Just months before its scheduled opening, the Molly Blank Jewish Community Center was vandalized. Two weeks ago, swastikas were painted on windows and carved into the walls.
The community center — which is still under construction — is set to be the new home for Chabad of Flagstaff and is just a few miles away from Northern Arizona University. In addition to the anti-Semitic graffiti, several paint cans were smashed and dumped onto the floors of the facility. Some power tools were also reportedly stolen from the premises.
“Thankfully, the damage is not as bad as it could have been,” said Co-Director of Chabad of Flagstaff Rabbi Dovie Shapiro. “No glass was broken and the stone (foundation) wasn’t ruined. However, it’s very disturbing.”
Bjorn Krondorfer, director of NAU’s Martin-Springer Institute, which is dedicated to Holocaust studies, offered Shapiro the institute’s full support in a Facebook post.
“Though we are not privy to any information about culprits and motives — whether, for example, this was a juvenile act of mindless provocation or a deliberate act of hate by an extremist individual or group — the painting of swastikas on a synagogue leaves a clear message: You are not welcome here,” Krondorfer wrote. “With the echoes of the Holocaust, it is a sinister sign of intolerance. At a minimum, it is callous to the harm inflicted.”
The Flagstaff Police Department is investigating the incident as a hate crime and speculated that it took place sometime between Friday, March 22 and Monday, March 25, when construction workers were not on the premises. Police inspected the facilities for fingerprints and collected any potential biological evidence. Police began the investigation on the same Monday the destruction was discovered.
Soon after police began their investigation, ADL Arizona announced that it is offering a reward of $2,000 for information leading to the arrest and conviction of the individual or individuals responsible for the alleged vandalism.
“Crimes like these don’t just damage and harm a construction site; they fragment entire communities and create fear,” said Carlos Galindo-Elvira, regional director of Arizona ADL. “The use of a hate symbol is horrifying. We hope this reward facilitates the quick apprehension of the person or persons responsible, and we thank the Flagstaff Police Department for investigating.”
Galindo-Elvira extended ADL Arizona’s support to Shapiro and the entire Flagstaff Jewish community. “Targeting a premises being built for community and religious use is simply beyond the pale.”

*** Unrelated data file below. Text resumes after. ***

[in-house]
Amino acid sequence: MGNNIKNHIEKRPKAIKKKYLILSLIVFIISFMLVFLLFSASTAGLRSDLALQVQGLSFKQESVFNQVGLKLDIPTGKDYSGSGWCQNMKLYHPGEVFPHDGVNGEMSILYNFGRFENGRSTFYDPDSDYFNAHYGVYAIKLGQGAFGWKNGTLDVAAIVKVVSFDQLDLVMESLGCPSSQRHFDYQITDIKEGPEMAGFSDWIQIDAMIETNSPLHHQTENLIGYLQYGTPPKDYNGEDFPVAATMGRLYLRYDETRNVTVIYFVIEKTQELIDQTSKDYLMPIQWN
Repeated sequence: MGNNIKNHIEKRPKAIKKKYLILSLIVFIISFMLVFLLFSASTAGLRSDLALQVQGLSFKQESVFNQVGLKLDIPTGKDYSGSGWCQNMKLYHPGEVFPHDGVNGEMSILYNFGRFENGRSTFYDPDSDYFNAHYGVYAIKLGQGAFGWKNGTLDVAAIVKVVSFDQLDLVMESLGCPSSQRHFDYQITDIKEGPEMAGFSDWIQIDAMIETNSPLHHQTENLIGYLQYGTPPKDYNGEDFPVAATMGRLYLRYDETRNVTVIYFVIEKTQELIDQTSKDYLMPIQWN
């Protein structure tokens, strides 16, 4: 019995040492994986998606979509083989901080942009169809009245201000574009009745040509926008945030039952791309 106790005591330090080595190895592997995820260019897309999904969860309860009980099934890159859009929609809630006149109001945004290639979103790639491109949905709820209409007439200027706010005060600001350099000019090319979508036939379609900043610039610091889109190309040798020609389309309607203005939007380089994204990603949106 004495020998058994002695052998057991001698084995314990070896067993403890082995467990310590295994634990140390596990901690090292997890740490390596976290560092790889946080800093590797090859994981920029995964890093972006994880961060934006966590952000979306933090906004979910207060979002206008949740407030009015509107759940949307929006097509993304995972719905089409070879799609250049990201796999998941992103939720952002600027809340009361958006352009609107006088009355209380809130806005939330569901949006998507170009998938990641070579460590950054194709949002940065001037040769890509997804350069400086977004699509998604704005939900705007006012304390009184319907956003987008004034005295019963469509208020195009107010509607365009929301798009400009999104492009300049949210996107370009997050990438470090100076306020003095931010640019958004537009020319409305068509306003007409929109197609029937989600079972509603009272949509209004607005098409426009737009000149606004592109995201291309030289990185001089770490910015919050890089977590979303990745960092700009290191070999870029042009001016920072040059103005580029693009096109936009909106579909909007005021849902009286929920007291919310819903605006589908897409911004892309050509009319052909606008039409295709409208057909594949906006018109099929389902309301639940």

A few weeks prior to the vandalism, anti-Semitic flyers were found at Flagstaff’s Coconino County Courthouse. The flyers featured a black swastika superimposed over the phrase “the race war starts with you.” The flyer shows an illustration of three individuals holding guns and wearing what appear to be masks shaped like skulls.
Shapiro had heard of the flyers, but he is unsure if whoever posted them is connected to the vandalizing of the community center.
Shapiro and his wife, Chaya, founded Chabad Flagstaff in 2006. The Molly Blank Jewish Community Center officially broke ground in 2017. Blank was a prominent Jewish figure from Georgia who frequently visited Flagstaff and Paradise Valley.
Shapiro said the Molly Blank Jewish Community Center was scheduled for a summer opening, but he is now unsure if they are still on track.
“It’s extremely shocking and disturbing because we’ve been in Flagstaff for 13 years and we’ve never experienced anti-Semitism,” Shapiro said. “Flagstaff is an amazing community and I don’t think this reflects the warm and welcoming community that it is. This whole thing really reinforces even more of the important work that we’re doing.”
He said that Chabad’s message can turn a situation of hate and tragedy into something positive.
“Each and every one of us has the power to bring more light into the world,” Shapiro said. “And if we do that in our own small way, we tip the scale towards good in the world.” JN